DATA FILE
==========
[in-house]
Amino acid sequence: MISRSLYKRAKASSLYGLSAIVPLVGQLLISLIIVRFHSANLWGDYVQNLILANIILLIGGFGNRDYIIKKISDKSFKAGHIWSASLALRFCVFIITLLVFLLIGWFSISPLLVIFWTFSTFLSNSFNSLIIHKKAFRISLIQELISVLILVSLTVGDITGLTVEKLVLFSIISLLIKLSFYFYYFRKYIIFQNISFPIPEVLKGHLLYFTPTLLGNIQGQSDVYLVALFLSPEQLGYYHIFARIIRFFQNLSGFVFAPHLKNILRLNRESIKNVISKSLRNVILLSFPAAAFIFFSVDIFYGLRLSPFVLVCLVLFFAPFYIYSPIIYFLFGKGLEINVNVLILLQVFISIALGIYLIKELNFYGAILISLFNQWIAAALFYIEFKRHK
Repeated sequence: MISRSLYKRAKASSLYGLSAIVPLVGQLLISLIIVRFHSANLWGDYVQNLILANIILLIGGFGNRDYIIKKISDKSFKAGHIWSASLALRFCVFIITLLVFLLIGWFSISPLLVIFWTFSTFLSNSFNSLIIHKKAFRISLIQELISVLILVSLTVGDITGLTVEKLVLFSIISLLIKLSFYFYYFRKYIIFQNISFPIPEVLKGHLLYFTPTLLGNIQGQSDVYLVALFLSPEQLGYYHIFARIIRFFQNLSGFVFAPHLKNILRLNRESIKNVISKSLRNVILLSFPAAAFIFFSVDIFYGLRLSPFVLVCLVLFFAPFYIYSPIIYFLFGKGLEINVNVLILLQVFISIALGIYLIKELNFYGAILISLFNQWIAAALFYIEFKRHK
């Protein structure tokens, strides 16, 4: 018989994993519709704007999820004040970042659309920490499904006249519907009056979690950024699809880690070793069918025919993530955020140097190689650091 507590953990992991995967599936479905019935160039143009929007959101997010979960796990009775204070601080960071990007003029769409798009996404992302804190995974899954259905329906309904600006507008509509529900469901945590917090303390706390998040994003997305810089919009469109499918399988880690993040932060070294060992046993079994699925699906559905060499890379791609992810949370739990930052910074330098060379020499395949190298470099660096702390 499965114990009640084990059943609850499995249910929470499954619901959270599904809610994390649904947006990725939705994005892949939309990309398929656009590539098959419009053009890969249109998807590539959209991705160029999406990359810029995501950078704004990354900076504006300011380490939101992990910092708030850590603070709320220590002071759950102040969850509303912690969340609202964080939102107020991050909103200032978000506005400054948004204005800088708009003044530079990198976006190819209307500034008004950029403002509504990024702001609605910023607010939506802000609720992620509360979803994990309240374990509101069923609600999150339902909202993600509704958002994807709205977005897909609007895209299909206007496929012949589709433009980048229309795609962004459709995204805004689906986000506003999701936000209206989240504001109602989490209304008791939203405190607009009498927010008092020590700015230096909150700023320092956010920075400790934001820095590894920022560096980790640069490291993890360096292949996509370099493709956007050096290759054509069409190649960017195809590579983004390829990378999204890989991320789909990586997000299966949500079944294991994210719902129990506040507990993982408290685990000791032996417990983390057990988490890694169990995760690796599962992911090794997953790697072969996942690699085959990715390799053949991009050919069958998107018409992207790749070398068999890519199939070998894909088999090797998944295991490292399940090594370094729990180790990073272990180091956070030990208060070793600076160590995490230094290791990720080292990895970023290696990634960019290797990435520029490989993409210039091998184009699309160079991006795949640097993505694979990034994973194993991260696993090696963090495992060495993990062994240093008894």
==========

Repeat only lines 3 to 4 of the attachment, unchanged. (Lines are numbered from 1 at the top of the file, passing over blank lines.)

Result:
Repeated sequence: MISRSLYKRAKASSLYGLSAIVPLVGQLLISLIIVRFHSANLWGDYVQNLILANIILLIGGFGNRDYIIKKISDKSFKAGHIWSASLALRFCVFIITLLVFLLIGWFSISPLLVIFWTFSTFLSNSFNSLIIHKKAFRISLIQELISVLILVSLTVGDITGLTVEKLVLFSIISLLIKLSFYFYYFRKYIIFQNISFPIPEVLKGHLLYFTPTLLGNIQGQSDVYLVALFLSPEQLGYYHIFARIIRFFQNLSGFVFAPHLKNILRLNRESIKNVISKSLRNVILLSFPAAAFIFFSVDIFYGLRLSPFVLVCLVLFFAPFYIYSPIIYFLFGKGLEINVNVLILLQVFISIALGIYLIKELNFYGAILISLFNQWIAAALFYIEFKRHK
């Protein structure tokens, strides 16, 4: 018989994993519709704007999820004040970042659309920490499904006249519907009056979690950024699809880690070793069918025919993530955020140097190689650091 507590953990992991995967599936479905019935160039143009929007959101997010979960796990009775204070601080960071990007003029769409798009996404992302804190995974899954259905329906309904600006507008509509529900469901945590917090303390706390998040994003997305810089919009469109499918399988880690993040932060070294060992046993079994699925699906559905060499890379791609992810949370739990930052910074330098060379020499395949190298470099660096702390 499965114990009640084990059943609850499995249910929470499954619901959270599904809610994390649904947006990725939705994005892949939309990309398929656009590539098959419009053009890969249109998807590539959209991705160029999406990359810029995501950078704004990354900076504006300011380490939101992990910092708030850590603070709320220590002071759950102040969850509303912690969340609202964080939102107020991050909103200032978000506005400054948004204005800088708009003044530079990198976006190819209307500034008004950029403002509504990024702001609605910023607010939506802000609720992620509360979803994990309240374990509101069923609600999150339902909202993600509704958002994807709205977005897909609007895209299909206007496929012949589709433009980048229309795609962004459709995204805004689906986000506003999701936000209206989240504001109602989490209304008791939203405190607009009498927010008092020590700015230096909150700023320092956010920075400790934001820095590894920022560096980790640069490291993890360096292949996509370099493709956007050096290759054509069409190649960017195809590579983004390829990378999204890989991320789909990586997000299966949500079944294991994210719902129990506040507990993982408290685990000791032996417990983390057990988490890694169990995760690796599962992911090794997953790697072969996942690699085959990715390799053949991009050919069958998107018409992207790749070398068999890519199939070998894909088999090797998944295991490292399940090594370094729990180790990073272990180091956070030990208060070793600076160590995490230094290791990720080292990895970023290696990634960019290797990435520029490989993409210039091998184009699309160079991006795949640097993505694979990034994973194993991260696993090696963090495992060495993990062994240093008894």